Tuesday is primary day, and there are several high-profile races on ballot in Richland and Lexington counties.
So what do you need to know before you vote? Here, some tips from the S.C. Election Commission.
What candidates and/or offices are on the ballot?
The candidates and offices on a particular ballot will differ depending on the county and districts in which you reside and the primary in which you’re voting (Republican or Democratic). To see the candidates that will appear on your ballot, visit scvotes.org and click“ Get My Sample Ballot.”
Where do I vote?
Your precinct and polling place are listed on your voter registration card. However, it’s possible your polling place may have changed since the card was issued. To be sure of the location of your polling place, visit scvotes.org and click “Find My Polling Place,” or call your county voter registration office.
What hours will the polls be open?
7 a.m.-7 p.m. for the June 14 primary and the June 28 runoff. As long as you are in line by 7 p.m., you will be allowed to vote.
Do I have to be a registered member of a party to participate in the statewide primaries?
No. South Carolina does not have registration by party.
Why can’t I vote in both primaries?
State law prohibits voters from voting in more than one party’s primary on the same day.
If I voted in one party’s primary, can I vote in the other party’s runoff?
If I didn’t vote in either primary, can I vote in a runoff?
What do I take with me to the polls to vote?
When voting in person, you will be asked to show one of the following photo IDs:
▪ S.C. driver’s license
▪ S.C. Department of Motor Vehicles ID card (includes SC Concealed Weapons Permit)
▪ S.C. voter registration card with photo
▪ U.S. passport
▪ Federal military ID (includes all Department of Defense photo IDs and the Department of Veterans Affairs)
What if I don’t have one of these photo IDs?
You may vote a provisional ballot after signing an affidavit stating you have a reasonable impediment to obtaining a photo ID. A reasonable impediment is any valid reason, beyond your control, which created an obstacle to getting a photo ID. Some examples include a disability or illness, conflict with your work schedule, lack of transportation, lack of a birth certificate, family responsibilities, religious objection to being photographed, and any other obstacle you find reasonable. This ballot will count unless someone proves to the county board of voter registration and elections that you are lying about your identity or having the listed impediment.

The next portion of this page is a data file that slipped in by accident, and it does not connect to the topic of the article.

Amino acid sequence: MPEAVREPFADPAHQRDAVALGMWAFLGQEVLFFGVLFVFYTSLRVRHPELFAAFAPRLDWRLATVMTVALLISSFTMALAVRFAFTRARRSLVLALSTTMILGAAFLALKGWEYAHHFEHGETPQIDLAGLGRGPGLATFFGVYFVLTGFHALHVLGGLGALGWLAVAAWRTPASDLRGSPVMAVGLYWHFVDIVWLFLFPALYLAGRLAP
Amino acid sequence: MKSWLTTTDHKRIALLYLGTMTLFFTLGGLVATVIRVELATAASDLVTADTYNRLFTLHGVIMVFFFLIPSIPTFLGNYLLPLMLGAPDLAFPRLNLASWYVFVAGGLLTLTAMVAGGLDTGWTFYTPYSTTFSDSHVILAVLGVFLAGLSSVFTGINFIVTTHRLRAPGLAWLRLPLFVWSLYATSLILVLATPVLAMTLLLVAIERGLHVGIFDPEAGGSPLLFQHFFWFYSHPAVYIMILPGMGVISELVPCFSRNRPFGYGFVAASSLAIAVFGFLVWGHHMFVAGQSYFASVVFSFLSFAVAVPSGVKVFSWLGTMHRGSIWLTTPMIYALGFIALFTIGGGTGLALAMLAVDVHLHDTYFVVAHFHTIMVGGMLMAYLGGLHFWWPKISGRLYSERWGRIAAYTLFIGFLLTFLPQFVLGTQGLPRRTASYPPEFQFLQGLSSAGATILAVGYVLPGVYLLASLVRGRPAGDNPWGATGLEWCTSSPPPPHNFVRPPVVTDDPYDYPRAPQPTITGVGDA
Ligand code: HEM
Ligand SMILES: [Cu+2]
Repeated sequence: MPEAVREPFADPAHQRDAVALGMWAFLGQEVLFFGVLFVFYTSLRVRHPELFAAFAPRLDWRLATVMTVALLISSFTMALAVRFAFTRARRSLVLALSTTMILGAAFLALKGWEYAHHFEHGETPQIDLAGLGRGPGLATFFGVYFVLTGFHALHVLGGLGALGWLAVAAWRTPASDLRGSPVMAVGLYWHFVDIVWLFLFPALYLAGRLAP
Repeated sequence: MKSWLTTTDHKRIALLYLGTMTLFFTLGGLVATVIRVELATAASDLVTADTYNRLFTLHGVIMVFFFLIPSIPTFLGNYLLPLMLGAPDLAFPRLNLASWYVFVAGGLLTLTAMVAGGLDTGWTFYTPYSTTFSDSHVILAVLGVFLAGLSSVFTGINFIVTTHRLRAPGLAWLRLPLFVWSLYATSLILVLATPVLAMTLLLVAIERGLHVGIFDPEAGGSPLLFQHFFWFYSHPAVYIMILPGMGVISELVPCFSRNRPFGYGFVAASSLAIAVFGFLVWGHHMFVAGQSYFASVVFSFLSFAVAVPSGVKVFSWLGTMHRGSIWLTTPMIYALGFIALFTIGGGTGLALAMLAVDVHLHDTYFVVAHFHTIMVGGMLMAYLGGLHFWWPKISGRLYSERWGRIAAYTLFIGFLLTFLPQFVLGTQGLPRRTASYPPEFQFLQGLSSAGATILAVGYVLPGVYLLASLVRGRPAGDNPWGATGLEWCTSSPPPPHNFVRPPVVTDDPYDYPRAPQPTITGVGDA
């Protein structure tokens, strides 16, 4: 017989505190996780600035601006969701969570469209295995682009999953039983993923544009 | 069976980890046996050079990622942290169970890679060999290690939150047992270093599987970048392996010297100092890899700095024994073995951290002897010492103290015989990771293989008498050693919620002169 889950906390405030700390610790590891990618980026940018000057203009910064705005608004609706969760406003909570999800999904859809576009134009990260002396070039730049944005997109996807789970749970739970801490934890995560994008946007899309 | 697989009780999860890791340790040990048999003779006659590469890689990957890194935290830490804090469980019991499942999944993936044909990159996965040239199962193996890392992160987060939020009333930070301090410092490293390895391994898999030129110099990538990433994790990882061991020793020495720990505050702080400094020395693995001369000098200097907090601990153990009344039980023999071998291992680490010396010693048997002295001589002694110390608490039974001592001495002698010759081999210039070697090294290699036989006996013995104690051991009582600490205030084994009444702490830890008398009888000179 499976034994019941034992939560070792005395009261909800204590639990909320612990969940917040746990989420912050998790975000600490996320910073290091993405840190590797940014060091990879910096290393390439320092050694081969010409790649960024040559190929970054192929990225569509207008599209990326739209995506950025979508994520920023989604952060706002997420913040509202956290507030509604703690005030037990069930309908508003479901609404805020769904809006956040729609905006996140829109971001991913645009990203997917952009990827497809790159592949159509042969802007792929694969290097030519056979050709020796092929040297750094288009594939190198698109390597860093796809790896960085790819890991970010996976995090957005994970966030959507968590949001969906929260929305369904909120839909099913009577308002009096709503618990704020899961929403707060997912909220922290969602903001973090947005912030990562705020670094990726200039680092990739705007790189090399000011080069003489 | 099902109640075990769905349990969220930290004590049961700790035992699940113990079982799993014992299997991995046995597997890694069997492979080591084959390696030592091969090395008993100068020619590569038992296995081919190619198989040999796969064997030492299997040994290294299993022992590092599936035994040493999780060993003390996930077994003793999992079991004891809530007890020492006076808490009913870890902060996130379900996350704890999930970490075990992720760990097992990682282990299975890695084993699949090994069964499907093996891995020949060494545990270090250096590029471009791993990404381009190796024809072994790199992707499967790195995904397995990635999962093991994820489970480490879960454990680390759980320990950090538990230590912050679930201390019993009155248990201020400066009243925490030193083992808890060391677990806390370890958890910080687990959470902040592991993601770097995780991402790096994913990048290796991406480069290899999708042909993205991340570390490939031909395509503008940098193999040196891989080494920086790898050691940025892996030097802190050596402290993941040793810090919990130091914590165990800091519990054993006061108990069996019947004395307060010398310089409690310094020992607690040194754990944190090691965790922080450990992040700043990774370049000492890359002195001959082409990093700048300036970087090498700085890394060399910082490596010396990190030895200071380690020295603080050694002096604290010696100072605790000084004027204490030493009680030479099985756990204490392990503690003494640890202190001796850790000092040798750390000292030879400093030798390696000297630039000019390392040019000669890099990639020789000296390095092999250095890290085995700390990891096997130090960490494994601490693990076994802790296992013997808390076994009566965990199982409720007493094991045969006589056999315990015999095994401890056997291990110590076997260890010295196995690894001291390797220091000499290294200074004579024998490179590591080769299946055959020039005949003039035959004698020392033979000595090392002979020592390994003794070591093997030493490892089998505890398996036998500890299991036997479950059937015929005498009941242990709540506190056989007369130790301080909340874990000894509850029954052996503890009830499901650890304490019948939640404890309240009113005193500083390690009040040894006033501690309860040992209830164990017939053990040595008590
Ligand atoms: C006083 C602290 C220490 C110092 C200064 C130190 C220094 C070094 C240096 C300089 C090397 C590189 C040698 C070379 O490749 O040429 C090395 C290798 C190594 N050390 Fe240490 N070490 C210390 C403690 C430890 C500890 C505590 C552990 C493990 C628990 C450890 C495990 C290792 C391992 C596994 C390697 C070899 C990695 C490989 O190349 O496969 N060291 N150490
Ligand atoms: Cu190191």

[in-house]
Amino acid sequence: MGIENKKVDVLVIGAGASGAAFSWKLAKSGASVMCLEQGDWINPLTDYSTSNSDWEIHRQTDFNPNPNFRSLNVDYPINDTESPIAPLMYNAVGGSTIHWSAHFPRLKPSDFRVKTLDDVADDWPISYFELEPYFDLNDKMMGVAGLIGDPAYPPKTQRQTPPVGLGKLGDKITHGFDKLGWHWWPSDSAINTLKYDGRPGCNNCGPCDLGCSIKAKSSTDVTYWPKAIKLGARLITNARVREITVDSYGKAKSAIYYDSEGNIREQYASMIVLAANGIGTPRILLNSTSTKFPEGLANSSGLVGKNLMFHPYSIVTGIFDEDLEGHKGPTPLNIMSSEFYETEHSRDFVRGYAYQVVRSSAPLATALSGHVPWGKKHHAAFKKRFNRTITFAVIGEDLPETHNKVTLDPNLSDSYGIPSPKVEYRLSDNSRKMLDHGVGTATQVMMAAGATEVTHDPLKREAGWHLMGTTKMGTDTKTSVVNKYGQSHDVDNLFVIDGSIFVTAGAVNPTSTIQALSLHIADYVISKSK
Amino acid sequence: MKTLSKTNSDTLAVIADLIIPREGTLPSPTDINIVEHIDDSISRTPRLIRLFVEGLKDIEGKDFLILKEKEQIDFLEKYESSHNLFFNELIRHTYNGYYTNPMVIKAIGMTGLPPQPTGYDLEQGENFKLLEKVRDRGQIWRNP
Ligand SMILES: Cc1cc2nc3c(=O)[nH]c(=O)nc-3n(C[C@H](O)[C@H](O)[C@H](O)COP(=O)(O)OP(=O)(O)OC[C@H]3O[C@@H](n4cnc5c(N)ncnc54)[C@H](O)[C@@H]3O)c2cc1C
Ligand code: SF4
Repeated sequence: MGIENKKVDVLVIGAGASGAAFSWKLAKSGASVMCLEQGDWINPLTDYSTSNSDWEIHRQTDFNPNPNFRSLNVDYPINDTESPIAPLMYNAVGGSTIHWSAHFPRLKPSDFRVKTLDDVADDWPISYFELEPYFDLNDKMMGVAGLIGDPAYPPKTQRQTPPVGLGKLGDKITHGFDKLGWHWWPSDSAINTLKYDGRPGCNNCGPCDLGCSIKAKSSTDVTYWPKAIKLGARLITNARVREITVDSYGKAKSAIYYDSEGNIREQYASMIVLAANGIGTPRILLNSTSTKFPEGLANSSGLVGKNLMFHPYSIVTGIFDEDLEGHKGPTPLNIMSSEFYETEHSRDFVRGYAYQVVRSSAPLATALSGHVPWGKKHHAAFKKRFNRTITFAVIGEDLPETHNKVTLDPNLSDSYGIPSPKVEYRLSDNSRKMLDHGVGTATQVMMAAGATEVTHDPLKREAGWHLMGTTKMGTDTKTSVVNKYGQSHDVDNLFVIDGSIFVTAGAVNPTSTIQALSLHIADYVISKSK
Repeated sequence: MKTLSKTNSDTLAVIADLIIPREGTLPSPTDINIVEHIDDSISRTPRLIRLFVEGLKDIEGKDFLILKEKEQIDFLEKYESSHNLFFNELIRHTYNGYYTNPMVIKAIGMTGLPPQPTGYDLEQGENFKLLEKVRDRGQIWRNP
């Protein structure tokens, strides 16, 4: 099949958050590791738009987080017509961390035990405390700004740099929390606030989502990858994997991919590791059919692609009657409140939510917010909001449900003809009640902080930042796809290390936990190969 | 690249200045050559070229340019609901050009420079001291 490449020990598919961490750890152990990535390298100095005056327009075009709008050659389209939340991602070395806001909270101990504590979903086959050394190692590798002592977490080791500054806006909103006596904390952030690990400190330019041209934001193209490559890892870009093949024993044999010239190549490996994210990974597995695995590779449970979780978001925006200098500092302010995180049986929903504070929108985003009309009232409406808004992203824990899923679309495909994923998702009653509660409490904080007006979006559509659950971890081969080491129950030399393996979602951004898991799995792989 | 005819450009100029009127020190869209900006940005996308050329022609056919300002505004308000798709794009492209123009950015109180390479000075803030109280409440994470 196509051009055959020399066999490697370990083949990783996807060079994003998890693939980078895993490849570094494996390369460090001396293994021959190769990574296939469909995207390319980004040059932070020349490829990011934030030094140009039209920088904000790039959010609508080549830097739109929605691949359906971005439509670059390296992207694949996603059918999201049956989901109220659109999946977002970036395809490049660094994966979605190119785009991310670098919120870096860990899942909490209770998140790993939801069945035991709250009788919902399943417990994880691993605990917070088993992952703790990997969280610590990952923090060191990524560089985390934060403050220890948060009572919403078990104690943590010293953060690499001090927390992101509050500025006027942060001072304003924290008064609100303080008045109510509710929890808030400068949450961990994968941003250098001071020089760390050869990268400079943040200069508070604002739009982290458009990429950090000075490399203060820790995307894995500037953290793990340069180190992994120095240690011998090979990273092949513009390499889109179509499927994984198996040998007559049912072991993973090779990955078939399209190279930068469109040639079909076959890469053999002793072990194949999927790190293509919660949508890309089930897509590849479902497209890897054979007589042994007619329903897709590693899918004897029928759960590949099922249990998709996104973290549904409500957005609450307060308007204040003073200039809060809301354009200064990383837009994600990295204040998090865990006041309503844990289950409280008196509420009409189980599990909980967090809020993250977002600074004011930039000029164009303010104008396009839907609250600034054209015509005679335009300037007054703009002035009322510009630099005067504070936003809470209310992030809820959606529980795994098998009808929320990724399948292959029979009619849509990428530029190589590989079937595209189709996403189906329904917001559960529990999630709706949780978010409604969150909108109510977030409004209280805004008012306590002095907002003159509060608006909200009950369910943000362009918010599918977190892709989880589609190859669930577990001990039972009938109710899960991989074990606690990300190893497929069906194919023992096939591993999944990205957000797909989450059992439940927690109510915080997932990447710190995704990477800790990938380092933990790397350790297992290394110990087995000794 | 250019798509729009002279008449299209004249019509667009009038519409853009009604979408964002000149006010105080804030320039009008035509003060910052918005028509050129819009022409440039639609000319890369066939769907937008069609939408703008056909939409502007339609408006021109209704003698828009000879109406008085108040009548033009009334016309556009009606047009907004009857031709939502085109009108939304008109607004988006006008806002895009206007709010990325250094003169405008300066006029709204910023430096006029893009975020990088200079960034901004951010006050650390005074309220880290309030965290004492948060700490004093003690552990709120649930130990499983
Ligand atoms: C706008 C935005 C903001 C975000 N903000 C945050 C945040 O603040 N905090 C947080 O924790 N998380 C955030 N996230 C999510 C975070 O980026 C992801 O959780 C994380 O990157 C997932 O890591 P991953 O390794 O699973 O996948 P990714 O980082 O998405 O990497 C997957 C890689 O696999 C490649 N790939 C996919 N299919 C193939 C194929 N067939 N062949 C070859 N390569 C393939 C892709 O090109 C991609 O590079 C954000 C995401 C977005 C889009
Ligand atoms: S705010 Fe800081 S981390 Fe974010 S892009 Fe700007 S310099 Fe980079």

What happens if I forget to bring my Photo ID to my polling place?
If you forget to bring your photo ID to your polling place, you may vote a provisional ballot that will count only if you show your photo ID to your county board of voter registration and elections office prior to certification of the primary (Thursday after the primary).
I saw a candidate/member of candidate’s campaign at my polling place talking to voters. Can he/she do that?
Yes, but there are restrictions.
▪ Inside the polling place: No campaigning is allowed. Candidates may be inside the polling place and talk to voters as long as they are not campaigning, intimidating voters or interfering with the election process.
▪ Within 200 feet of an entrance to a polling place: Candidates and campaign staff may campaign as long as they are not intimidating voters or interfering with the election process.
A candidate is definitely campaigning while in the polling place, or there is campaign literature within 200 feet of the entrance. What can I do?
Inform the poll clerk immediately. If the issue is not resolved, contact the county board of voter registration and elections. The board will address the complaint.
Can candidates or their representatives take people to the polls to vote?
Yes. It’s OK for any person, even a candidate, to give a voter a ride as long as it’s solely to help facilitate voting. However, no one can give a voter anything of value in exchange for voting.
How is the winner determined in a primary?
A candidate must receive a majority of votes cast for that office to win the primary. In offices with one seat to fill (most offices), majority is determined by dividing the total votes cast for the office by two. Any number of votes in excess of the quotient is a majority. If no candidate has a majority, then the two candidates remaining with the highest number of votes will appear in a runoff two weeks after the date of the primary on June 28.
How is the winner determined in a runoff?
The candidate with the highest number of votes wins.
Do employers have to give you time off to vote?
When I left the polls, I was asked to participate in an “exit poll.” Is this legal?
Exit polls are legal and participation is voluntary.